There’s a 10 x 10 x 6 fort in my house. The walls are made of king size sheets and captain style kitchen table chairs. The inside boasts a lamp, a travel TV, several Harry Potter movies, and numerous toys jammed into each corner.
My son loves this fort. He would do everything in his fort if I let him, including eating all meals. Just last night, I reluctantly crawled into his sacred fort, at his invitation, to play UNO…and the thought struck me. While I remember building forts all over my parent’s Iowa farmhouse, I really don’t remember my mother ever actually coming “into” the fort. I remember her popping her head in, and saying how wonderful it looked. Then she would bustle back to the kitchen. I certainly know that my father didn’t even poke a head through the fort door. If he had, my siblings and I would have been confused. What’s dad doing in here? It was a kid’s fort: parents were off limits.
We kids played together. The adults were busy doing what adults do.
So as I sat hunched in the fort, getting beat at cards once again by an eight-year-old, I began thinking about it. Parents seem to play more with their kids these days than the “old days.” That’s great…right? Is there more value with kids playing with other kids and having a more self-directed state of play, rather than mainly playing with Mom and Dad? When did the change happen? Somewhere in between my childhood in the ’70s and today? And really, what’s causing it?
Everyone knows the stats and importance of kids playing. Kids and play go together like peanut butter and jelly. According to Dr. Michele Borba, in her Eleven (not so) Surprising Benefits of Play blog, letting kids engage in self-directed play has immense value for their social, emotional, cognitive, and physical growth. She has a section called “Reality Check: could your kids be ‘play deprived’?” She even mentions some interesting factoids, including:
• Since the late 1970s, there’s been a 25 percent drop in our children’s free play and a 50 percent drop in unstructured activities (that’s UNstructured activities)
• Since the late 1970s kids’ time in organized, adult-supervised sports have doubled and the number of minutes devoted each week to passive leisure, not including watching television, has increased from 30 minutes to more than three hours.
Perhaps we’re putting our fingers on a few points. In the 1970s, free play was rampant. Organized activities, such as sports, didn’t really kick in until junior high or high school. There were days where I headed out the front door to play, and I wasn’t seen until the sun began to set (or until I got hungry). But times have changed, and the days of sending your kids out the door unsupervised for most of the day isn’t an accepted option. Gwen Dewar, PH.D., in her article “The pressure to play with your kids,” hits on this point.
“Was it like this when I was a kid? No it wasn’t,” she says, “Kids played, but they didn’t play with adults. They played with other kids. And — for better or worse — that’s the way it is in most cultures around the world.” She said the families living in modern Western societies such as the United States find themselves physically isolated. The old “it takes a village” adage comes to mind. In our culture, village playgroups are not an option for many. “So one reason for the pressure [to play] is that our kids lack opportunities to play with each other,” says Dewar. And we can’t ignore the fact that parents are away from the home and working longer hours. Playing with the kids turns into their quality time together.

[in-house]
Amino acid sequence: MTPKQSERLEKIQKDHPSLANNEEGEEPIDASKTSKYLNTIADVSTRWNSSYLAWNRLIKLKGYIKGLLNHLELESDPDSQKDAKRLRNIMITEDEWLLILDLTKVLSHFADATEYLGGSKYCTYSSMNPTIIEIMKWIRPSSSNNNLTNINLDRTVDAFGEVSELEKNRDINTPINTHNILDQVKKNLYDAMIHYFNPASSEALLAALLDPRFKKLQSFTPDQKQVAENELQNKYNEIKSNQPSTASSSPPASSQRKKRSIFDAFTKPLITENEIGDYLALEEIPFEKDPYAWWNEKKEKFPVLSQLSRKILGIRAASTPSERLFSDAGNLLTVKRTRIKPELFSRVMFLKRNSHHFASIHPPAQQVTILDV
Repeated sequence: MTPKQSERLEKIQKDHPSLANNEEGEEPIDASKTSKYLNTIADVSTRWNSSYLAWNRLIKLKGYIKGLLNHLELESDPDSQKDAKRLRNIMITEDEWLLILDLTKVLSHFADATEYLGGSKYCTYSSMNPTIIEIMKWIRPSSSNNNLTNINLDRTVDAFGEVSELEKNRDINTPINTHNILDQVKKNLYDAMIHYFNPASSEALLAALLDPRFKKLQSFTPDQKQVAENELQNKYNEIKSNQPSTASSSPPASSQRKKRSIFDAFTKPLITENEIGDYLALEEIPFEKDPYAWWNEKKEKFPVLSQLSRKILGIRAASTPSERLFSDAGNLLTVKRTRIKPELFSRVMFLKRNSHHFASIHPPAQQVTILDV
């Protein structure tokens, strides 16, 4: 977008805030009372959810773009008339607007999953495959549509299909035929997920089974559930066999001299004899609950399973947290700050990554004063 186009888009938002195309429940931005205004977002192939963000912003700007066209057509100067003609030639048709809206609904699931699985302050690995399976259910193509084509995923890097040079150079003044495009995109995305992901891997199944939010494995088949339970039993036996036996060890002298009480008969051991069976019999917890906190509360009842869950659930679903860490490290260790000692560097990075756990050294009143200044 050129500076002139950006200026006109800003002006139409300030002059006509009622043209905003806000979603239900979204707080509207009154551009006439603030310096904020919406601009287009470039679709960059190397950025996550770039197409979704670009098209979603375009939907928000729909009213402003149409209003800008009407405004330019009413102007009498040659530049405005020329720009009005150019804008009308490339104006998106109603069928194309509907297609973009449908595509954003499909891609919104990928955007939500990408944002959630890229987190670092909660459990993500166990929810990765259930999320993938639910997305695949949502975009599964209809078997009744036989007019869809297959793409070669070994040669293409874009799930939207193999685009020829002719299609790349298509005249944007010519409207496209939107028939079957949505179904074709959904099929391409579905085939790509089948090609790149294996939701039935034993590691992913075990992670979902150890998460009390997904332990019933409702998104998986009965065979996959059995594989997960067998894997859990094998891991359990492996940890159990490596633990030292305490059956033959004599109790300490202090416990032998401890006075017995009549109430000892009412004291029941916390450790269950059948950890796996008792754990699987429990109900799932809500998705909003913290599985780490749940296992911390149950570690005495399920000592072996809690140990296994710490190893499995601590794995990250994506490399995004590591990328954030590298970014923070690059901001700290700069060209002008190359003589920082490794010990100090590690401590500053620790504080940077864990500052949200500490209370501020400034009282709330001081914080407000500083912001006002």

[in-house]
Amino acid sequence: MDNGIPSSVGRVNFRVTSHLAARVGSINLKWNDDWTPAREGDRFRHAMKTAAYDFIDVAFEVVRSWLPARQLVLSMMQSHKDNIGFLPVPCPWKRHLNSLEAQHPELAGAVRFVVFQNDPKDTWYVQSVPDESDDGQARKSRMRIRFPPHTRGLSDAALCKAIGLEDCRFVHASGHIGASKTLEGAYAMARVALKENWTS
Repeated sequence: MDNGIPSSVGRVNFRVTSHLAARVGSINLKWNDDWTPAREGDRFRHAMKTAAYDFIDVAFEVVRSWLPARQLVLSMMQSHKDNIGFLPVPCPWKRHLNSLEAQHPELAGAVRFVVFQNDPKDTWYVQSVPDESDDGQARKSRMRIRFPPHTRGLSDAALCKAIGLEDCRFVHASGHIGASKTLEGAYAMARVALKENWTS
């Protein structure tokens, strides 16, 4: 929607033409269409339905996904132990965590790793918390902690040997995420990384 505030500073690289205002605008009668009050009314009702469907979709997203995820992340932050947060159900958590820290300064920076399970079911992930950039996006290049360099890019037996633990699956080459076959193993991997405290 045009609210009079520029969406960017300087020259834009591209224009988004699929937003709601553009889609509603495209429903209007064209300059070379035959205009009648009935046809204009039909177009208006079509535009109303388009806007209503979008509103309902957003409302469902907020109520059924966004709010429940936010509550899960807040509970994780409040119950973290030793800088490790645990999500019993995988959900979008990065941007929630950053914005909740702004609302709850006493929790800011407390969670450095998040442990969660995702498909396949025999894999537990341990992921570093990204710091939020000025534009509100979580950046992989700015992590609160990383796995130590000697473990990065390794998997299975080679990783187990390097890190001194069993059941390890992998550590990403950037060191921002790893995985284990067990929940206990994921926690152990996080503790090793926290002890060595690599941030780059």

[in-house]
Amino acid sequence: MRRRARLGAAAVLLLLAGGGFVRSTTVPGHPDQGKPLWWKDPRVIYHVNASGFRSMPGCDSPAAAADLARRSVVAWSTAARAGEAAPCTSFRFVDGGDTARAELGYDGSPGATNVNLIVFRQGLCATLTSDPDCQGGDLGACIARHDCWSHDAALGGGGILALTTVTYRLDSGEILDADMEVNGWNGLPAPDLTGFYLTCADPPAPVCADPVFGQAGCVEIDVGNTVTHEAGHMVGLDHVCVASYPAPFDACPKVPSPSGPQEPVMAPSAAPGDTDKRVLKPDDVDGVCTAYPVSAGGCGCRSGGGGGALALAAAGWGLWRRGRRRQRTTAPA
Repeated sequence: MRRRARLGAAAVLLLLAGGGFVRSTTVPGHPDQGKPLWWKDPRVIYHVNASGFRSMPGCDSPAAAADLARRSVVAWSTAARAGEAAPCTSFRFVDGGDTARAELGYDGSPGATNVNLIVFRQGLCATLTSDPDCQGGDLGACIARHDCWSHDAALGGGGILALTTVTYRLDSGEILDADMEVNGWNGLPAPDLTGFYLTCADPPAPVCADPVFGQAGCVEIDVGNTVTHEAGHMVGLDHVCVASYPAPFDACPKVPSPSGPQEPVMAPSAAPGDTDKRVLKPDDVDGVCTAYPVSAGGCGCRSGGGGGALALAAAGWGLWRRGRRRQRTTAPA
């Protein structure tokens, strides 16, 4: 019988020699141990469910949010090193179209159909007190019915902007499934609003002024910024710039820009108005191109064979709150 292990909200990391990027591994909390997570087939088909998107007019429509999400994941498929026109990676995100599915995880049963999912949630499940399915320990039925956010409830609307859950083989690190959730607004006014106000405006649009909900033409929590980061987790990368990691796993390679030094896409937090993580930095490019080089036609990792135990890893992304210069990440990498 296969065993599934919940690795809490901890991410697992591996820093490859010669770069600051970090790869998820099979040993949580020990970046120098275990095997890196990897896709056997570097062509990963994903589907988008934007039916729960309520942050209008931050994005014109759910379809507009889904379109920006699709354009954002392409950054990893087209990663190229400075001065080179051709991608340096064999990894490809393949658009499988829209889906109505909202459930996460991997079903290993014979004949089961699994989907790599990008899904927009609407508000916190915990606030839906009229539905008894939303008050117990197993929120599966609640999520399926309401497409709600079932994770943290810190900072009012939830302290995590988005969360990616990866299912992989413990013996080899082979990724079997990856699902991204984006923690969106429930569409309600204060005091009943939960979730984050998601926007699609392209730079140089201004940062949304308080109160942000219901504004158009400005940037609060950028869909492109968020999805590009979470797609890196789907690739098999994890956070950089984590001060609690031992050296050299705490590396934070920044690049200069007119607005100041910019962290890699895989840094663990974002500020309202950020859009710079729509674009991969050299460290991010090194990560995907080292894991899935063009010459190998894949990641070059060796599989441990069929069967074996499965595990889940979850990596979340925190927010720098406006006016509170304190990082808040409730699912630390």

Some research and experts seem to dance on that fine line. Parents today shouldn’t get too consumed with spending as much time as possible playing with their kids. Of course, parents should spend time with their kids, but perhaps not be the entertainment director. We feel guilt when we’re not available to go play Jedi Knights while we’re trying to cook supper. Sometimes we’re just not always available or can give undivided attention to our kids. Letting the kids play alone or with their siblings can encourage resourcefulness, imagination, and some independent thinking.
Now this doesn’t mean that parents should cut down on time spent with their kids. But do the things together you really enjoy. I love reading and cuddling with my son, singing songs or dancing to certain music. He knows he can come get me anytime he needs to. But I have to admit, when I hear him outside whooping happily with himself or with his friends, it makes me feel good.
Inez Bersie-Mize, a Midwest Behavorial Health Family Therapist, has a wealth of knowledge about the subject of play. “I don’t think parents were as apt to play with kids as we do now,” says Mize. She goes on to explain that circumstances have changed a lot since we were kids. Playing dress-up or Jedi Knights with your kids happens more now than it ever has. But one thing Mize stresses is the actual importance of the play itself.
“Play with adults is different in that, when you can get an adult to play and interact and have this very make believe world, you start to understand what’s OK and what’s not OK. You start to get social norms when adults participate. There’s some difference between child/adult play and child/child play.”
So, I’ll leave the fort in my four-season porch. I’ll vacuum it occasionally; pick up the occasional juice box or Cheez-it cracker; crawl into it from time to time with my son. And I’ll try to give him as much free time with himself or his friends for play that I can. And when I’m able, I’ll pick up a light saber and head out into the yard.
To quote Muffy Mead-Ferro, author of Confessions of a Slacker Mom:
“Were our ancestors just slackers? Not at the time. Maybe, like my parents and grandparents, I can trust myself to be a mom without a reference library to tell me how. Maybe I know how. Or by God, I’ll figure it out.”